• Interviews

Bretten Hannam: Welcome to the Mi’kmaq World

“Unlike other kids my age,” recalls Bretten Hannam, “I didn’t play with many toys. I would rather draw, paint and tell stories.” Then after a short pause comes a quick laugh, “I was a strange kid.” Born in Kespukwitk, Mi’kma’ki, Nova Scotia, Hannam is A Two-Spirit, non-binary member of the Mi’kmaq First Nations people in what is now known as Canada’s Atlantic Provinces who started making films at an early age to help explore both his indigenous and queer identities. Though one of the 37-year-old’s first short features, Deep End premiered in 2011 at the Atlantic Film Festival, notoriety hit with the release of North Mountain in 2015 which eventually found commercial release a few years later. But Hannam found the international spotlight when Wildhood just premiered at the 2021 edition of the Toronto Film Festival. Acknowledging what an honor it was to be sharing the film at TIFF, they consider the significance of the inclusion, especially due to the fact the film was made largely with participation and guidance from their community. The ability to share the community, language, and culture with so many people is proving to be the real victory for the filmmaker. The HFPA zoomed in and chatted with Hannam about the experience.


Throughout cinematic history, the portrayal of indigenous people has been quite lacking. What you showcase in this film is so layered and emotional. How important is it to have films like Wildhood on the big screen?

Over the past couple of decades even, there has been change in how indigenous storytellers can access funding, are supported in telling stories, and here we are lucky now to have the Indigenous Screen Office and Indigenous Funding programs that are becoming more available to people, so that first is a very important thing. That allows us to tell our stories, it allows us to have narrative sovereignty if you will, over our stories.  So, touching on that, the film is relatively young, especially in comparison to our oral traditions and oral stories, which are primary tools of language, transmission and just knowledge of transmission and entertainment. Figuring out ways that those two things come together to create something new, that’s one thing that I’m doing and I know a lot of other indigenous filmmakers are doing. 

How much did you draw on your own community?

As you said, there is this historically inaccurate portrayal of indigenous people all across Turtle Island, all across North America, across the world really in cinema. So, the community I come from is full of so many people and they are all very different but there’s a lot of life there and everything is dynamic and rich. There’s a lot of laughter, there’s a lot of love and a lot of teasing, people don’t always agree like any community, but we need the chance to see that and see that kind of unfold and open up instead of just kind of adhering to stereotypes, which are very harmful and completely untrue. So, this film is kind of undoing some of that, but then also finding a balance, dealing with some material, the topics could be heavier or harder to deal with and it’s important not to deny those but it’s also important to show a balanced perspective of our communities. 

The film starts off quite heavy with parental abuse but then shifts in tone to not only self-discovery but a sexual awakening. How important were those themes to explore?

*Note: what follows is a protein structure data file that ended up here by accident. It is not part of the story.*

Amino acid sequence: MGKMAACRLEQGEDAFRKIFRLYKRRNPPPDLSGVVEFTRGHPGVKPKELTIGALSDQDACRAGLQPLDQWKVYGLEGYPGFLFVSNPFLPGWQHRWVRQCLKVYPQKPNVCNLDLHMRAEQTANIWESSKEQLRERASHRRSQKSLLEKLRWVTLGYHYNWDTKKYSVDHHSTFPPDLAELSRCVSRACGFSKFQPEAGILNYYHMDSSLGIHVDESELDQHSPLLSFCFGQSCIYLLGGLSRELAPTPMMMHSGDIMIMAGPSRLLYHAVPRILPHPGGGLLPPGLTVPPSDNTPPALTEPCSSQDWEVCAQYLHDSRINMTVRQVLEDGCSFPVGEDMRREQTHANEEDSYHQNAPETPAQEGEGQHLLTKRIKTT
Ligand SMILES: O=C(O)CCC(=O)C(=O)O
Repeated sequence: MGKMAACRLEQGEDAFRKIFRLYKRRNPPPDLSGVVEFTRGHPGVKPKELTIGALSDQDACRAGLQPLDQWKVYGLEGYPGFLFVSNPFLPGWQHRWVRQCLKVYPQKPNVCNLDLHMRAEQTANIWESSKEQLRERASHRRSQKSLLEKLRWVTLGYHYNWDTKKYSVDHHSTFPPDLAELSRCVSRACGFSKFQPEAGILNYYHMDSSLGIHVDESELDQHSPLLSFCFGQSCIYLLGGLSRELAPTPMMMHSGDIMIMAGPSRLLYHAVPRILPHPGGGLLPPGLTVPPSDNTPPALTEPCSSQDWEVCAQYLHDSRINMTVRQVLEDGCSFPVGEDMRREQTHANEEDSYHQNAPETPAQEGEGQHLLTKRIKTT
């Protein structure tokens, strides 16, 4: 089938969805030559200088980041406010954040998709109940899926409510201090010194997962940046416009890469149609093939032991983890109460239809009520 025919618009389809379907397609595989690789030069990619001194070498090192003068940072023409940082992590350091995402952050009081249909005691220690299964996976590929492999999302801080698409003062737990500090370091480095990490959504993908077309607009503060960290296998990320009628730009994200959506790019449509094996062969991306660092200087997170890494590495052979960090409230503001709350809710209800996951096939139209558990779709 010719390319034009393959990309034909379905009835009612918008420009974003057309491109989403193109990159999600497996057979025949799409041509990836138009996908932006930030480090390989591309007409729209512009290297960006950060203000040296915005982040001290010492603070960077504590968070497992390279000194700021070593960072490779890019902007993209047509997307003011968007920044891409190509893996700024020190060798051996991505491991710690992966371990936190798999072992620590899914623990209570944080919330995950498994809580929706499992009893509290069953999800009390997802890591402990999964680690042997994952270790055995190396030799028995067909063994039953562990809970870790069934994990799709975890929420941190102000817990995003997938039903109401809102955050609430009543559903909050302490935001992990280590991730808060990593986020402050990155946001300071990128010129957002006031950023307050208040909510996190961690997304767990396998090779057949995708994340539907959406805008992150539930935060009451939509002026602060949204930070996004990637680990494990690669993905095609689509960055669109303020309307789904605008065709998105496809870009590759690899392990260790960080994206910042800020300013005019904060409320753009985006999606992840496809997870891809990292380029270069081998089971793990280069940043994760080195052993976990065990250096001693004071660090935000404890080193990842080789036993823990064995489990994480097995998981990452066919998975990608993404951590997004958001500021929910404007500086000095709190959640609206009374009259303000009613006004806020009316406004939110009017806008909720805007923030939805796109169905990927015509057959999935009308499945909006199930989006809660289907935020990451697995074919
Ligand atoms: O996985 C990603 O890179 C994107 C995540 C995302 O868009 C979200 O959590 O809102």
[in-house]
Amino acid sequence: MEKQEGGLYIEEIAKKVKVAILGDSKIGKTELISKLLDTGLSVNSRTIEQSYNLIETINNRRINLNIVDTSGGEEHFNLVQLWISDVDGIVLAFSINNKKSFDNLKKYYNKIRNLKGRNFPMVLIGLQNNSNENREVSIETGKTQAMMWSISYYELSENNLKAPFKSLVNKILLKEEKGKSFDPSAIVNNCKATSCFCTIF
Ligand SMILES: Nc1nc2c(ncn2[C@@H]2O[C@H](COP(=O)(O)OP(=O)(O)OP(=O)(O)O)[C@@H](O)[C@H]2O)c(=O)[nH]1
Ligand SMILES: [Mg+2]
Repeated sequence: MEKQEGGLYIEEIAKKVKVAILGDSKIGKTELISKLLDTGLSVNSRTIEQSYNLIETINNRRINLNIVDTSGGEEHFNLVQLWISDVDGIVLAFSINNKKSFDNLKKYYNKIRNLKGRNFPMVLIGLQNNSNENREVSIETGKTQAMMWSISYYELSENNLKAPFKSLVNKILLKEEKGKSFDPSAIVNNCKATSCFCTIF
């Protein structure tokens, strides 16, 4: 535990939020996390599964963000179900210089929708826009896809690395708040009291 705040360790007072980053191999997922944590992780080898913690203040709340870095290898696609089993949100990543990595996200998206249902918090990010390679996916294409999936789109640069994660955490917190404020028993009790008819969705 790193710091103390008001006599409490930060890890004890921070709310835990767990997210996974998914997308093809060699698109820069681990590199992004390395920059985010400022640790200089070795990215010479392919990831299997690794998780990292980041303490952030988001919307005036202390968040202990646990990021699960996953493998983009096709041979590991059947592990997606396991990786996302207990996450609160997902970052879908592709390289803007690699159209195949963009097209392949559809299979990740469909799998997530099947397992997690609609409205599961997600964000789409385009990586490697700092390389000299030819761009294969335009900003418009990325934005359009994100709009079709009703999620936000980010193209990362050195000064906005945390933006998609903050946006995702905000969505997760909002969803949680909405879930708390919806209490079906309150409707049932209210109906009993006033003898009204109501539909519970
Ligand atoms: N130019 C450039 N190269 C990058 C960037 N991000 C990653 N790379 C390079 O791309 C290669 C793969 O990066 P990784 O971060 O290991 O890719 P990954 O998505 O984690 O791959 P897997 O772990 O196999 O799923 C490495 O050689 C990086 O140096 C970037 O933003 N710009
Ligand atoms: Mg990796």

When we begin to tell this story, we are dealing with multiple facets of identities and you can’t really parse and pick and choose one or a part of the other, you have to acknowledge different aspects of it and different sections. So, in two-spirit identity, there are many different words that are unique to nations and unique to communities. Even among those, among two-spirit people, some people don’t even like that term or don’t use that term, but there is an enormous variety of expressions, which are one of the things that makes it a very beautiful and strong thing. But in my experience and interpretation, is that identity is not only rooted in gender and sexual identity but it’s in relationship to the people, to your community, to your land, to the culture, to the animals. All of those things kind of unfold at once. If we were to neglect that, the sexual awakening and that aspect of it, it would kind of be ignoring a large part of nature that is there that is often overlooked or maybe sometimes sanitized in other ways. 

What helps tell the story is the freshness of your two lead actors. Was it essential to you to cast unknown actors?

Yeah, we cast our search quite wide. We were doing auditions over Zoom even before we were forced to do everything on Zoom with the pandemic. (laughs) People were like ‘oh that’s super weird and I was like no, it’s fine, it’s cheaper than a flight and you get an idea of what’s going on. These two guys had sent in tapes and they were both individually very good. And a film like this, it’s make or break on that chemistry right, on those bonds. So luckily, we were able to get them to do a chemistry test, not in person, they were together in person, I think if they were doing it over Zoom it would have been very, very hard to tell. But they were in person on one end of the Zoom and we were on the other end and we just ran through these scenes and it was great, all these guys are doing it without hesitation, and they are completely in the moment, like listening to each other and giving and taking from each other and building together these scenes. And it was like wow if they can do that in a chemistry test then they can do much more when they work together.